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Postmaster's son Craig Hodson-Walker killed as city violence spreads to Fairfield village


Regular Member
Jul 26, 2007
SW Ohio
imported post


The son of a village postmaster was shot dead and his father seriously injured by a gang suspected of carrying out a string of raids on rural businesses.

Children were entering the primary school opposite the family store when three masked men burst in at 8.20am yesterday and shot Craig Hodson-Walker and his father, Ken.

Craig, 29, who worked seven days a week at his parents’ Fairfield Stores in the village of Fairfield, Worcestershire, was cradled by his mother, Judy, as he died from a gunshot wound in his chest. The prosperous farming community was trying to understand last night how inner-city violence had come to their backwater.

Police are investigating armed raids in the surrounding area in recent months and fear that an urban gang has been looking for easy targets. This is the first time that anyone has been shot.

Ian Crawford, 55, a motor trader who has lived in the village all his life, said that he visited the post office almost every day. The HodsonWalkers lived in a flat above.

“They are a lovely family and have worked really hard to make the store a success,” Mr Crawford said. “They opened the shop seven days a week. All the local businesses used the post office for their banking. It was the heart of the village.”

Residents described Fairfield as a typical English village. The post office, the Swan Inn, the school and church serve about 200 homes and the surrounding farms. Although just 20 miles away, it is a different world from Solihull where the VW Golf used by the armed raiders was stolen on New Year’s Eve. Close to the M5 and M42 motorways, Fairfield was easily accessible. The gang had changed the numberplates. On arrival in Fairfield, they put on their balaclavas and entered the shop carrying a pistol and sledgehammer. When the father and son resisted, the younger man was shot in the chest and his father in the leg. The gang’s car was found abandoned nearby.

Mrs Hodson-Walker ran to neighbours for help, according to Eddie Bretherton, 76, a villager. He added that Craig was engaged to be married. The family have another son, James, a married father of one, who is thought to live in Gloucestershire.

It was not the first time that the Hodson-Walkers had put up a fight. The two men are reported to have tackled two intruders at the post office in March 2004, throwing a bottle that hit one of the men and forced them to flee empty-handed in a stolen car.

Mark Todd, 65, said: “This post office has been attacked before. They tried to smash the door down with a hammer.”

The Hodson-Walkers moved to Fairfield after selling a business in the Forest of Dean five years ago. They were so successful that the family won an award before Christmas for being one of the three best performing post offices in the West Midlands.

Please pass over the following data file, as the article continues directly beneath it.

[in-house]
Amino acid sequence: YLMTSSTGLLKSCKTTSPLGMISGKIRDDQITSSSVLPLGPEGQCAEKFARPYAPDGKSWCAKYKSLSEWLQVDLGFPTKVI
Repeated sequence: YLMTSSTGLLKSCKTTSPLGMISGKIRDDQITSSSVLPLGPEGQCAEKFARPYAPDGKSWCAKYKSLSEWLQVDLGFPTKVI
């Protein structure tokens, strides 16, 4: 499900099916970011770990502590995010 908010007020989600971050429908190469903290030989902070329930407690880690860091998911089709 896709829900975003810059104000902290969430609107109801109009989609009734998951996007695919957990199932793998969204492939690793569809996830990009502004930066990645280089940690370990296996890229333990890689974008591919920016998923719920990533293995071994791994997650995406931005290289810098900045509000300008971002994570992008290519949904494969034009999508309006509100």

Alice Raybould, 29, a close friend of Craig who lives across a field behind the shop, said he would have put up a fight to protect the business. “The minute he moved into the shop we made friends straight away,” she said. “He is, I should say he was, the nicest and kindest person I’ve known in my life.”

The father would normally man the shop, while his son and wife worked primarily in the post office. Asked if he would have put up a fight, Mrs Raybould said: “He loved his parents to bits. You protect whoever is there and I’m sure he would have done.”

Children had already begun to arrive at Fairfield First School when the raiders struck. Helen Hedar, the head teacher, said: “We had a few children who had arrived in the school when it happened. Everyone else was turned away.”

Horace Lynton, licensee at The Swan, said: “I wonder how safe I am. The robbers could easily have targeted the pub instead.” Pat Murphy, a BBC Radio 5 Live sports reporter who lives close to the post office, said: “It’s completely unprecedented — you’re used to hearing the sound of birdsong around here, and people choose to live here because it’s such a peaceful area."
I knew this guy from my days in the UK. I thought guns were banned...how did this happen?


Campaign Veteran
Nov 28, 2008
Ann Arbor, Michigan, USA
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And to think, if that shopkeeper were able to be armed, there would be a couple of dead gangmembers, not two shopkeepers shot, and a funeral for one of them...


Regular Member
Jun 22, 2008
The south land
imported post

CRIMINALS do NOT care about how many laws are passed--they are called criminals for a reason...

As I have said before--disarming the law abiding public only turns them into victims.

Obvioulsy the UK either does not care or does not realize this fact....and personally I think it is simply that they don't care....